ERIC Number: ED224734
Record Type: RIE
Publication Date: 1982-Sep
Reference Count: 0
Survival as a Form of Resistance: Minority Women and the Maintenance of Families.
Dill, Bonnie Thornton
Black, Hispanic, and Chinese Americans resisted oppression in 19th century United States by maintaining a strong family unit. As second class citizens, these groups were denied rights of citizenship and protection of the law. They experienced not only economic exploitation, but political and social domination as well. Responses to cultural assaults on these racial/ethnic groups were varied. In some cases they adopted patterns of behavior in direct contradiction to the expectations and desires of the dominant group. For example, black women withdrew from field labor and focused on domestic life after slavery. Chinese families used the discriminatory legal system to their favor. Chinese laborers could not bring spouses to the United States nor could they marry whites. However, when the 1882 San Francisco earthquake destroyed municipal records, many Chinese claimed American birth and thus became eligible to bring relatives (either real or fabricated) into the country. Hispanic women sacrificed and modified traditional norms to maintain family cohesion by becoming part of the labor force in answer to a wage labor system that did not provide the man with enough money to support his family. (Author/KC)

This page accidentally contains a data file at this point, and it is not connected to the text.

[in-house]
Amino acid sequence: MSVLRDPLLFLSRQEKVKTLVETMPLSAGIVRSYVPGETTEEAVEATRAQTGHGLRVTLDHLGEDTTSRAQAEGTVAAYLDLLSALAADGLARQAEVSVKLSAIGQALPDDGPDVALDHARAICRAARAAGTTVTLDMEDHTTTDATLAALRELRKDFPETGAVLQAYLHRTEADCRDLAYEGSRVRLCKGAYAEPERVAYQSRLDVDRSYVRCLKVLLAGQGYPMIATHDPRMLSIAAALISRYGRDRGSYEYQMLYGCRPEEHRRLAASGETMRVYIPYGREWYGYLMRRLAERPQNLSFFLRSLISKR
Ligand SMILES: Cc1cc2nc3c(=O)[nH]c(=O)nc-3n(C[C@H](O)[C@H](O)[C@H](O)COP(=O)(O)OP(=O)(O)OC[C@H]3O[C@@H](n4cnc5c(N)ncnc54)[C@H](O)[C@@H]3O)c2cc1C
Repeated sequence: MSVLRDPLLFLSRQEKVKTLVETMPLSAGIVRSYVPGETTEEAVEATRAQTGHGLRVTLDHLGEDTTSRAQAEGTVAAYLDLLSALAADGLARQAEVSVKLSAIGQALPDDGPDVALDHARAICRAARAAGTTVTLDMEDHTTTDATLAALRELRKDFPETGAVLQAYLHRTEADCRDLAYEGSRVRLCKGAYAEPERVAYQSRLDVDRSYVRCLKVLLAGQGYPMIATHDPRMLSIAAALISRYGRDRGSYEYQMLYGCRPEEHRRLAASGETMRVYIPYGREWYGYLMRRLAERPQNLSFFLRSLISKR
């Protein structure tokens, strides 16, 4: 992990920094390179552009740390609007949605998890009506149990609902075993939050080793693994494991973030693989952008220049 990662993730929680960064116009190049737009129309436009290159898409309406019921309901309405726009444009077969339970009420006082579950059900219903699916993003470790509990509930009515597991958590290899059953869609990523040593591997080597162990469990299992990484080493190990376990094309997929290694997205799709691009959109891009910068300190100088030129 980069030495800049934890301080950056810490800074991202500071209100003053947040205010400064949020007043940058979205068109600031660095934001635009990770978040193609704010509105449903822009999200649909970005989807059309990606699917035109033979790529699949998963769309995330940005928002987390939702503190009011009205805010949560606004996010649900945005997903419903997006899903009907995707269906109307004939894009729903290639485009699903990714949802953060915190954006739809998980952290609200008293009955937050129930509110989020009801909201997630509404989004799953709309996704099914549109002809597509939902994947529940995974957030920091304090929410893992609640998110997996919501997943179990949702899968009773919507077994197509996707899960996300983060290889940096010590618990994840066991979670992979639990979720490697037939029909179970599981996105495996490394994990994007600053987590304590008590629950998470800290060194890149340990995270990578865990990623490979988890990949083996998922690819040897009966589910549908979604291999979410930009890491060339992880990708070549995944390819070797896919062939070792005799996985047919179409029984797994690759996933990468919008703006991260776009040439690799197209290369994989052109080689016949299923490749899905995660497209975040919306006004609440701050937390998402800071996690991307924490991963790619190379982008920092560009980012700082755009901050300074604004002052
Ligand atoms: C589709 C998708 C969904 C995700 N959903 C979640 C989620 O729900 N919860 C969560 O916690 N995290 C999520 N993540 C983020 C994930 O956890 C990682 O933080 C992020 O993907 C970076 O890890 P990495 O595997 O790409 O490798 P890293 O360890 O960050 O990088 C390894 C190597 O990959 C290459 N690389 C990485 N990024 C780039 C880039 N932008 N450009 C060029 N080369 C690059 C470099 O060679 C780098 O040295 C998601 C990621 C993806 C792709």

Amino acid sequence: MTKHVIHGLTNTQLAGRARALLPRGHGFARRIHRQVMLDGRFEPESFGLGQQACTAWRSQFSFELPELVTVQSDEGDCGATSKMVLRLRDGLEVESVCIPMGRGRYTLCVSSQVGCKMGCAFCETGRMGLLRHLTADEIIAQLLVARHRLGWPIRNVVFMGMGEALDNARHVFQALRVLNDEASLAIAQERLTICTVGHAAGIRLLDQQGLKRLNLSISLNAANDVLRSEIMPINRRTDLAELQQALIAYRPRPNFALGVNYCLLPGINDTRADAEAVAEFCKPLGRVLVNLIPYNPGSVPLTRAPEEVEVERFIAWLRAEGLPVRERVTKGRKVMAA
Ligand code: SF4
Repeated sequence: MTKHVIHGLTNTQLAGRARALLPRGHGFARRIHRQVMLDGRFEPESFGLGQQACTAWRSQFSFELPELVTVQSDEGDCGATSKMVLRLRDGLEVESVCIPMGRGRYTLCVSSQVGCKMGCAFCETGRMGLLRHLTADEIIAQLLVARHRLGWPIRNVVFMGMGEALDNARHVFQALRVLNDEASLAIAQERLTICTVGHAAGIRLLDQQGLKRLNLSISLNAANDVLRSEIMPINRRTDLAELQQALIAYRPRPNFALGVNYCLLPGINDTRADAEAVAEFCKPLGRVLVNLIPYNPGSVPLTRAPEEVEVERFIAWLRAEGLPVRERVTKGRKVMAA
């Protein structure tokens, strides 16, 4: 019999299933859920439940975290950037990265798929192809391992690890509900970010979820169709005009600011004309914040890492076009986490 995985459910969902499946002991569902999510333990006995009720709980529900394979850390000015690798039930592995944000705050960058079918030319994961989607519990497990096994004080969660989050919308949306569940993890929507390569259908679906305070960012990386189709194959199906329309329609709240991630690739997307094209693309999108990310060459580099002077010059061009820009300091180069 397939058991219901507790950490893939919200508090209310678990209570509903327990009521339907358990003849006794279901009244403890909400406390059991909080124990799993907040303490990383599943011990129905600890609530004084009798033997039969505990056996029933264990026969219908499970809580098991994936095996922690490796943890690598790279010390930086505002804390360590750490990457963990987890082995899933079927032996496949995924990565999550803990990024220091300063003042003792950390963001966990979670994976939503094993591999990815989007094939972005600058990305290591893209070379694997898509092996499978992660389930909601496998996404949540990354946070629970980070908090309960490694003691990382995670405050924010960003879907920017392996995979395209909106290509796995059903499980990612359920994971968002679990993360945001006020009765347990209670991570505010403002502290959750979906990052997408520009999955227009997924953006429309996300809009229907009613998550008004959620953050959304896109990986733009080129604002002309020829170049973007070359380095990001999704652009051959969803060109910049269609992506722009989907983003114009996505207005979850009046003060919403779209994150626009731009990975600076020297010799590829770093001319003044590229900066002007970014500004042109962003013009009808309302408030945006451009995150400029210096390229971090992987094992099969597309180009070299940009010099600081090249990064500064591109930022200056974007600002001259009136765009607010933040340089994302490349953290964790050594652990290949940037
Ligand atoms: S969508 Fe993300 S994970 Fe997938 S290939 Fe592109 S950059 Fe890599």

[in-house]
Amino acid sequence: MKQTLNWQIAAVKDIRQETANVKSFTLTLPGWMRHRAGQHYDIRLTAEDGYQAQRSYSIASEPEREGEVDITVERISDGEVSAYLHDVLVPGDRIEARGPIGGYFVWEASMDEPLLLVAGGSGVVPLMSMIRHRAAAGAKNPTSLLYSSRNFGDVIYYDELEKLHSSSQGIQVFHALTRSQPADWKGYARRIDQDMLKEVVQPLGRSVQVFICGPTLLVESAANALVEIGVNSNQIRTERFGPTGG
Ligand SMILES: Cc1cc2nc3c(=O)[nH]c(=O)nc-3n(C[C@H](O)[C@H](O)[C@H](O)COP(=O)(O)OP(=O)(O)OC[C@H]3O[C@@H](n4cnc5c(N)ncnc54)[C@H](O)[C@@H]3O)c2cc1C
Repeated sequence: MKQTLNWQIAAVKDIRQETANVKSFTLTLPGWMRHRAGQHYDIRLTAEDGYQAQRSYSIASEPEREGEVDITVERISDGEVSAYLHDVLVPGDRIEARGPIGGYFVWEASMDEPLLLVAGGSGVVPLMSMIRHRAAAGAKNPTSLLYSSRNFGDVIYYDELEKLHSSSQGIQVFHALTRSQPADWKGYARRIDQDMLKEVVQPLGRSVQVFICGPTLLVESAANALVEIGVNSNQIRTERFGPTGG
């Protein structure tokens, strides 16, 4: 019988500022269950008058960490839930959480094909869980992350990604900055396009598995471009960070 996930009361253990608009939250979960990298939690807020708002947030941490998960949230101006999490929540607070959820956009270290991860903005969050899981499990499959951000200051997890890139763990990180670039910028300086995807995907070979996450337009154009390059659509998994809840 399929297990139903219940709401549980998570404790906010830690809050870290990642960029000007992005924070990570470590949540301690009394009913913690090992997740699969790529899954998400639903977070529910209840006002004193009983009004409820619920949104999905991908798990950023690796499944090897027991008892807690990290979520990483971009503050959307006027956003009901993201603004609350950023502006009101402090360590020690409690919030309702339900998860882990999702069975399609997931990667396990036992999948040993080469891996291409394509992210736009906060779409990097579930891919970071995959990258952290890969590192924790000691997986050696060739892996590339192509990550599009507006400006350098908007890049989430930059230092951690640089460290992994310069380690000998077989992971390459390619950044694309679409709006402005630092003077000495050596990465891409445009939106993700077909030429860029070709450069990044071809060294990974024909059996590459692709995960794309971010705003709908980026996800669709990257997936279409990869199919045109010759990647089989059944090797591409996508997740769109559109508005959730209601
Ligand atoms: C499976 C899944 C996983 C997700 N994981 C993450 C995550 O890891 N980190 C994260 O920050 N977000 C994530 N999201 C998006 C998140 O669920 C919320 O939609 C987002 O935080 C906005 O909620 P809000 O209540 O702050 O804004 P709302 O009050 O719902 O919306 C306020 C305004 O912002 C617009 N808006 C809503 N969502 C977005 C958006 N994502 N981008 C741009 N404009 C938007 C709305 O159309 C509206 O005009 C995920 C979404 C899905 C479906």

Publication Type: Opinion Papers; Speeches/Meeting Papers
Education Level: N/A
Sponsor: Ford Foundation, New York, NY.
Authoring Institution: N/A
Note: Paper presented at the Annual Meeting of the American Sociological Association (San Francisco, CA, September, 1982).